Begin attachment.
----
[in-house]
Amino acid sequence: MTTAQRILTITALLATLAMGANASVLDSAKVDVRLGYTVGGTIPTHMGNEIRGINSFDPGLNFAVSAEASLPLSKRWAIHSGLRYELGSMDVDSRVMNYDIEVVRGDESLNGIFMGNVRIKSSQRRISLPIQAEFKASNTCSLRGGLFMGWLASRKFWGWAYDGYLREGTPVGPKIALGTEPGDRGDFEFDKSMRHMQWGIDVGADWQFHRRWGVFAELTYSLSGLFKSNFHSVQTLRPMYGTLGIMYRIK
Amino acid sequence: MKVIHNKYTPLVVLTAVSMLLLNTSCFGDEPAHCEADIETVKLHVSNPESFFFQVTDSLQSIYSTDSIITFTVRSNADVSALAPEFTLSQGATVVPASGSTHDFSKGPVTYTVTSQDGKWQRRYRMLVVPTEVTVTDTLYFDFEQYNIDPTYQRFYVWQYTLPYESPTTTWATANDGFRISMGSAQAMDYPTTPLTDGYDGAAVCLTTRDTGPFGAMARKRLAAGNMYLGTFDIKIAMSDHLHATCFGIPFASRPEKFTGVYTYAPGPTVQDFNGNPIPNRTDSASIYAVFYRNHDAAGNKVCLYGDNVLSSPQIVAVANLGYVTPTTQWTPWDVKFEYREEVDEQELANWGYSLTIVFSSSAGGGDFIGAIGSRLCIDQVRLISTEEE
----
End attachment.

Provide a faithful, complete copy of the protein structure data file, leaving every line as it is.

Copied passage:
[in-house]
Amino acid sequence: MTTAQRILTITALLATLAMGANASVLDSAKVDVRLGYTVGGTIPTHMGNEIRGINSFDPGLNFAVSAEASLPLSKRWAIHSGLRYELGSMDVDSRVMNYDIEVVRGDESLNGIFMGNVRIKSSQRRISLPIQAEFKASNTCSLRGGLFMGWLASRKFWGWAYDGYLREGTPVGPKIALGTEPGDRGDFEFDKSMRHMQWGIDVGADWQFHRRWGVFAELTYSLSGLFKSNFHSVQTLRPMYGTLGIMYRIK
Amino acid sequence: MKVIHNKYTPLVVLTAVSMLLLNTSCFGDEPAHCEADIETVKLHVSNPESFFFQVTDSLQSIYSTDSIITFTVRSNADVSALAPEFTLSQGATVVPASGSTHDFSKGPVTYTVTSQDGKWQRRYRMLVVPTEVTVTDTLYFDFEQYNIDPTYQRFYVWQYTLPYESPTTTWATANDGFRISMGSAQAMDYPTTPLTDGYDGAAVCLTTRDTGPFGAMARKRLAAGNMYLGTFDIKIAMSDHLHATCFGIPFASRPEKFTGVYTYAPGPTVQDFNGNPIPNRTDSASIYAVFYRNHDAAGNKVCLYGDNVLSSPQIVAVANLGYVTPTTQWTPWDVKFEYREEVDEQELANWGYSLTIVFSSSAGGGDFIGAIGSRLCIDQVRLISTEEE